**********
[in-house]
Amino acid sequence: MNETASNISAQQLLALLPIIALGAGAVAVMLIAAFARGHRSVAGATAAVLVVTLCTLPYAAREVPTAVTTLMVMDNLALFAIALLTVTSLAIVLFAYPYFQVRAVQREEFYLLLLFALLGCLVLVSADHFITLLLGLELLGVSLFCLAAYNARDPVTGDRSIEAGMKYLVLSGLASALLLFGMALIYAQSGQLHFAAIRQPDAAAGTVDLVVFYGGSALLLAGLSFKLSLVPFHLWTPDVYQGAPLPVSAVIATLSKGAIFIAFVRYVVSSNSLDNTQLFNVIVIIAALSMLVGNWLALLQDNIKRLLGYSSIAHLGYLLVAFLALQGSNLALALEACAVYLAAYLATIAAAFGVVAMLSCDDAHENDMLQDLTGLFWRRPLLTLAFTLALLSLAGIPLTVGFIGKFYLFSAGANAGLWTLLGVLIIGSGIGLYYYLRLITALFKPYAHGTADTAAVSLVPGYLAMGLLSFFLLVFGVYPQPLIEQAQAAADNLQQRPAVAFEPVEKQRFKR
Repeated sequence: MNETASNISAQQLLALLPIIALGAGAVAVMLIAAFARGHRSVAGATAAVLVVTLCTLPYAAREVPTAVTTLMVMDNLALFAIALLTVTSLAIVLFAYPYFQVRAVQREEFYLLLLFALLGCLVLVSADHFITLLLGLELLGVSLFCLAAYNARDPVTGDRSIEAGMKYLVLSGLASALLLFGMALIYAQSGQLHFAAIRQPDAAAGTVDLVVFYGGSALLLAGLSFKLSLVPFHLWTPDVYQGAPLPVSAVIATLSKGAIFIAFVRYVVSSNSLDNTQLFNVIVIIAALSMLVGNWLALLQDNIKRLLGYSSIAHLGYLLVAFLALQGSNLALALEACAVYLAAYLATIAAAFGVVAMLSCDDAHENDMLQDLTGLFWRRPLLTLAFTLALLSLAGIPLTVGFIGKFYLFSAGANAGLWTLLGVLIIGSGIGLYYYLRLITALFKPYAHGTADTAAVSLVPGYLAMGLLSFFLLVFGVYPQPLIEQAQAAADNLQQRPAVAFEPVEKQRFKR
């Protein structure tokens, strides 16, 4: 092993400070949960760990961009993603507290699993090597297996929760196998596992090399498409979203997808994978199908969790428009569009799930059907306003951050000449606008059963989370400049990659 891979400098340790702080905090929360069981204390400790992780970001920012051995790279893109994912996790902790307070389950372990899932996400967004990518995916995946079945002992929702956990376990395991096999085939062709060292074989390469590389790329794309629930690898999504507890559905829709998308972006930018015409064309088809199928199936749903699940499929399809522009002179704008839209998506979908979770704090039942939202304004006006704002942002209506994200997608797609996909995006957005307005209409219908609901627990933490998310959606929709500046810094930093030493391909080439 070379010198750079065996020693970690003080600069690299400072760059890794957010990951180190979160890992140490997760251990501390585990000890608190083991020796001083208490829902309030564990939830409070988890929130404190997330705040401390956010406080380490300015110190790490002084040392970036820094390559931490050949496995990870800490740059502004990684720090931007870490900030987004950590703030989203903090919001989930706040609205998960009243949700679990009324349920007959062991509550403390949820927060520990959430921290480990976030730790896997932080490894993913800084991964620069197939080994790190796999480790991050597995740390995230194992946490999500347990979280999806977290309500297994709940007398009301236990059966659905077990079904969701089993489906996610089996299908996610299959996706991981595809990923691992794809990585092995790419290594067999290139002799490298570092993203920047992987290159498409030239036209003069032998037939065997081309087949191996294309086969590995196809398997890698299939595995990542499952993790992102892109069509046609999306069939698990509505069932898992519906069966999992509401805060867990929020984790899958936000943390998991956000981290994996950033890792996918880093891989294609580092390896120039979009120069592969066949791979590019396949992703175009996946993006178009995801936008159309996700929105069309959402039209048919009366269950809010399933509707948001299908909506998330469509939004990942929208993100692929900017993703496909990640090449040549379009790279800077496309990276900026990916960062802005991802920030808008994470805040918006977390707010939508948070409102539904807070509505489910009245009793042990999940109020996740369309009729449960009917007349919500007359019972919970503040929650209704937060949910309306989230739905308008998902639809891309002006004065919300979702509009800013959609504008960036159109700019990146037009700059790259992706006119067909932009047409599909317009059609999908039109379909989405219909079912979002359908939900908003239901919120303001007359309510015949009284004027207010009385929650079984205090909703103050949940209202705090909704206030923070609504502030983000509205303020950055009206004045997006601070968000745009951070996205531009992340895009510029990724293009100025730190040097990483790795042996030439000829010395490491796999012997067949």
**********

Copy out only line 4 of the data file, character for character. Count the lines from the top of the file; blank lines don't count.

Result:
């Protein structure tokens, strides 16, 4: 092993400070949960760990961009993603507290699993090597297996929760196998596992090399498409979203997808994978199908969790428009569009799930059907306003951050000449606008059963989370400049990659 891979400098340790702080905090929360069981204390400790992780970001920012051995790279893109994912996790902790307070389950372990899932996400967004990518995916995946079945002992929702956990376990395991096999085939062709060292074989390469590389790329794309629930690898999504507890559905829709998308972006930018015409064309088809199928199936749903699940499929399809522009002179704008839209998506979908979770704090039942939202304004006006704002942002209506994200997608797609996909995006957005307005209409219908609901627990933490998310959606929709500046810094930093030493391909080439 070379010198750079065996020693970690003080600069690299400072760059890794957010990951180190979160890992140490997760251990501390585990000890608190083991020796001083208490829902309030564990939830409070988890929130404190997330705040401390956010406080380490300015110190790490002084040392970036820094390559931490050949496995990870800490740059502004990684720090931007870490900030987004950590703030989203903090919001989930706040609205998960009243949700679990009324349920007959062991509550403390949820927060520990959430921290480990976030730790896997932080490894993913800084991964620069197939080994790190796999480790991050597995740390995230194992946490999500347990979280999806977290309500297994709940007398009301236990059966659905077990079904969701089993489906996610089996299908996610299959996706991981595809990923691992794809990585092995790419290594067999290139002799490298570092993203920047992987290159498409030239036209003069032998037939065997081309087949191996294309086969590995196809398997890698299939595995990542499952993790992102892109069509046609999306069939698990509505069932898992519906069966999992509401805060867990929020984790899958936000943390998991956000981290994996950033890792996918880093891989294609580092390896120039979009120069592969066949791979590019396949992703175009996946993006178009995801936008159309996700929105069309959402039209048919009366269950809010399933509707948001299908909506998330469509939004990942929208993100692929900017993703496909990640090449040549379009790279800077496309990276900026990916960062802005991802920030808008994470805040918006977390707010939508948070409102539904807070509505489910009245009793042990999940109020996740369309009729449960009917007349919500007359019972919970503040929650209704937060949910309306989230739905308008998902639809891309002006004065919300979702509009800013959609504008960036159109700019990146037009700059790259992706006119067909932009047409599909317009059609999908039109379909989405219909079912979002359908939900908003239901919120303001007359309510015949009284004027207010009385929650079984205090909703103050949940209202705090909704206030923070609504502030983000509205303020950055009206004045997006601070968000745009951070996205531009992340895009510029990724293009100025730190040097990483790795042996030439000829010395490491796999012997067949």